Having a baby is one of the most incredible things in the world. . . but it’s also, undoubtedly, one of the hardest. It’s important to be abundantly patient, aware, and kind to yourself post-delivery. Whether you’ve experienced hints of Postpartum Depression or you’ve felt pretty settled thus far, noticing warning signs and tuning into health changes—to your mind, body, and otherwise—can make a huge difference for both you and your baby.
Here are a few health changes to look out for to better support the well-being of yourself and your family.
First, you might be struggling with mood changes that are impacting your personal life, professional life, or both. You might assume that this stems from a mental health condition or the obvious, giving birth. However, it could also be related to lifestyle choices such as diet.
Ask yourself: Have you been prioritizing your own mealtimes and rest times in addition to your baby’s? If the answer is no, that’s where you need to start. Strive, as much as possible, to have a healthy and balanced diet. And don’t be afraid to seek support from your significant other, family, or friends when it comes to mealtimes or professional consult from a doctor or nutritionist. And don’t forget to sleep, too!
Next, you should think about the physical changes that you may need to have checked out by a doctor. Any unexplained change that has lasted more than a couple of weeks, or anything out of the ordinary as far as your postpartum body goes, is a cause for concern.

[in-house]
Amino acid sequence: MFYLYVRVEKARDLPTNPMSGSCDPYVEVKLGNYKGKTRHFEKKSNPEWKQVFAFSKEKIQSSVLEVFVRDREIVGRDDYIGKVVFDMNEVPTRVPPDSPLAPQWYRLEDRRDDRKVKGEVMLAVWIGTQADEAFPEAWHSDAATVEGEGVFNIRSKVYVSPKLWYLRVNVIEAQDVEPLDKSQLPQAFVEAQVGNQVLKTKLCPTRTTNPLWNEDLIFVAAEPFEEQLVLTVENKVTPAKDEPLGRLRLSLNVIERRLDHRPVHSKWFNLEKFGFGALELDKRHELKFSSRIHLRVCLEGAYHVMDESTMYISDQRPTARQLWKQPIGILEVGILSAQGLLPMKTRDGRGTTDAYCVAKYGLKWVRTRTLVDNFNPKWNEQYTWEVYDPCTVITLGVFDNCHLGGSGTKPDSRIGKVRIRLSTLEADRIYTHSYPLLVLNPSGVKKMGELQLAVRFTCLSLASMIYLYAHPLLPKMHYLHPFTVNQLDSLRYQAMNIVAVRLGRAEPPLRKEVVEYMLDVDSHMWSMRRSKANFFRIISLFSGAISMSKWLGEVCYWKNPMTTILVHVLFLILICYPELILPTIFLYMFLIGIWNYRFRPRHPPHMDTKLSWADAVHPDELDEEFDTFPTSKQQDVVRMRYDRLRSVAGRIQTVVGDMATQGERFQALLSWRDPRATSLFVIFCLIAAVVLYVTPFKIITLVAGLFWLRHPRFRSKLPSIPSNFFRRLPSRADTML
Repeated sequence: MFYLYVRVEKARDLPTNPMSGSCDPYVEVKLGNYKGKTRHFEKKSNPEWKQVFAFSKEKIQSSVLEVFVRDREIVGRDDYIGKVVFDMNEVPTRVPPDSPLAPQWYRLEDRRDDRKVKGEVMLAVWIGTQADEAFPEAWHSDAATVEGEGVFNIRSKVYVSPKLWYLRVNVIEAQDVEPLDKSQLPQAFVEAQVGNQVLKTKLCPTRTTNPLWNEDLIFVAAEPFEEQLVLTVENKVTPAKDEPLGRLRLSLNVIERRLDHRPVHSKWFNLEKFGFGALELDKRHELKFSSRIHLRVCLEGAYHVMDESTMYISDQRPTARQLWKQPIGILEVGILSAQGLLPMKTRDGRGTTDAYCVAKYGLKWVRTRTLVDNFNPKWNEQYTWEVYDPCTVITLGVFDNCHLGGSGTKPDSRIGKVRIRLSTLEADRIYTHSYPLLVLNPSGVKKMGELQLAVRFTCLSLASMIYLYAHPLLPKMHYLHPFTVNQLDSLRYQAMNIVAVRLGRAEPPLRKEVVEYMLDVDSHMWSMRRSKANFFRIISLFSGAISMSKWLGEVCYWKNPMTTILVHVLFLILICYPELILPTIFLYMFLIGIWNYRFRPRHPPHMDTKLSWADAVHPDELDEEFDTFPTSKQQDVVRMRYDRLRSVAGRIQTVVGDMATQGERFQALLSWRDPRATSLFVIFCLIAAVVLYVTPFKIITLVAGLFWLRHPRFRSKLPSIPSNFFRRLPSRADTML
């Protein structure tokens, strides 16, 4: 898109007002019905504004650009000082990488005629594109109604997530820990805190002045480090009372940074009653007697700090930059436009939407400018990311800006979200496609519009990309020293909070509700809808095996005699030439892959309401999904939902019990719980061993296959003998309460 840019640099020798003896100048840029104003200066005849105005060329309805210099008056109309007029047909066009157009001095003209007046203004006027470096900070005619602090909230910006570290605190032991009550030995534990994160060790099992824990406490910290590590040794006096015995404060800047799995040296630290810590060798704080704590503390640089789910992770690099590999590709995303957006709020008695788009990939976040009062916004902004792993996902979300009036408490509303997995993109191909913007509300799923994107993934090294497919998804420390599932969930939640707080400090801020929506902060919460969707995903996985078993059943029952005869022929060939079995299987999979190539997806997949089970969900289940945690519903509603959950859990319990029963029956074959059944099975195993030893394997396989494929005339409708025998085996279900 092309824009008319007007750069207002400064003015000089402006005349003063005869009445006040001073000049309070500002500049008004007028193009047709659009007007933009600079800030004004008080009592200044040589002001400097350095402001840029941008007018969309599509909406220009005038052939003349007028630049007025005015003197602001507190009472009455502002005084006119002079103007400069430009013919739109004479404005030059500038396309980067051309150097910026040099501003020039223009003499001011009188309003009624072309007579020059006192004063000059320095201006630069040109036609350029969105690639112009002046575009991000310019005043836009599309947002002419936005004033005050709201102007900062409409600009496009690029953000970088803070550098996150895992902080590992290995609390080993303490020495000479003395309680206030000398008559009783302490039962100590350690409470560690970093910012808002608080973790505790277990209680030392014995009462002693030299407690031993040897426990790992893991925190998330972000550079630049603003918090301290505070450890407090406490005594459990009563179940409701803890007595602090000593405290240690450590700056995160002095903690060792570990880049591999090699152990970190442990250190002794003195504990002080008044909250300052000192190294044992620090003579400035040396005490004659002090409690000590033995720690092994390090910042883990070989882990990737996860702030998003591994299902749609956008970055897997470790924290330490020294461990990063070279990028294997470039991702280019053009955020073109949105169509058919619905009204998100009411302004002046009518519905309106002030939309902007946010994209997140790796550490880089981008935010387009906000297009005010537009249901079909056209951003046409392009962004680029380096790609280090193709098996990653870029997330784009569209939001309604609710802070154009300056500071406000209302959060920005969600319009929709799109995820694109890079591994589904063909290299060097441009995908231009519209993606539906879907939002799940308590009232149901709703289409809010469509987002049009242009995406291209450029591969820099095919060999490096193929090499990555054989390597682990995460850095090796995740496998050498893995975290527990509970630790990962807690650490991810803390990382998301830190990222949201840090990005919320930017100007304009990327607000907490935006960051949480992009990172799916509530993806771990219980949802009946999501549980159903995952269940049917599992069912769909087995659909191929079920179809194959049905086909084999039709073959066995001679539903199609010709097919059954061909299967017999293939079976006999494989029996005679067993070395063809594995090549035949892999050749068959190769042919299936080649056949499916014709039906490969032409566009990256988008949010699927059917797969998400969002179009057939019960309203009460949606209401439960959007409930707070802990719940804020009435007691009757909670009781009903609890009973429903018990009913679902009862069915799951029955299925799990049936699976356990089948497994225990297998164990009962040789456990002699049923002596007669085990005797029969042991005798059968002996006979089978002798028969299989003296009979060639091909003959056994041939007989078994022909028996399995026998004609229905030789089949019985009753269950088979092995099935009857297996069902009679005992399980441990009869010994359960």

Keep in mind that healing (both physical and mental) will, of course, take time. But, don’t be afraid to talk with a doctor! There are no such things as a ‘stupid’ question. You’ll want to avoid wrongful death to your baby if any of these changes could impact him/her and you also want to keep yourself safe to be the best parent you can be!
Are you experiencing pain that is either recurring or constant? While some of this is normal (childbirth is not easy on the body!), you’ll also want to think about what may be chronic pain as opposed to postpartum pain. Try, as much as you can, to identify where the pain comes from and when it’s happening. Although you’ll probably be wary about taking medication for issues like this, don’t be afraid to ask your doctor for options, especially if you can no longer manage levels of pain without support.
Mental Health Concerns
Finally, you might have concerns about your mental health. There are countless reasons why you could be feeling stressed, especially if this is your first child. You are, of course, trying to be the best parent you can be, trying to do everything right, and trying to remember to prioritize yourself, too.
Stress, anxiety, and mixed feelings about motherhood are natural. What’s important is that you reach out to a professional if you feel negative, unhappy, or ‘stuck.’ Doing so will ensure that you avoid a situation where you feel lost, alone, or unable to cope. Don’t suffer in silence because this can quickly become worse. Remember that the people want to help you, especially in your motherhood journey. You’re never too much for those who love you.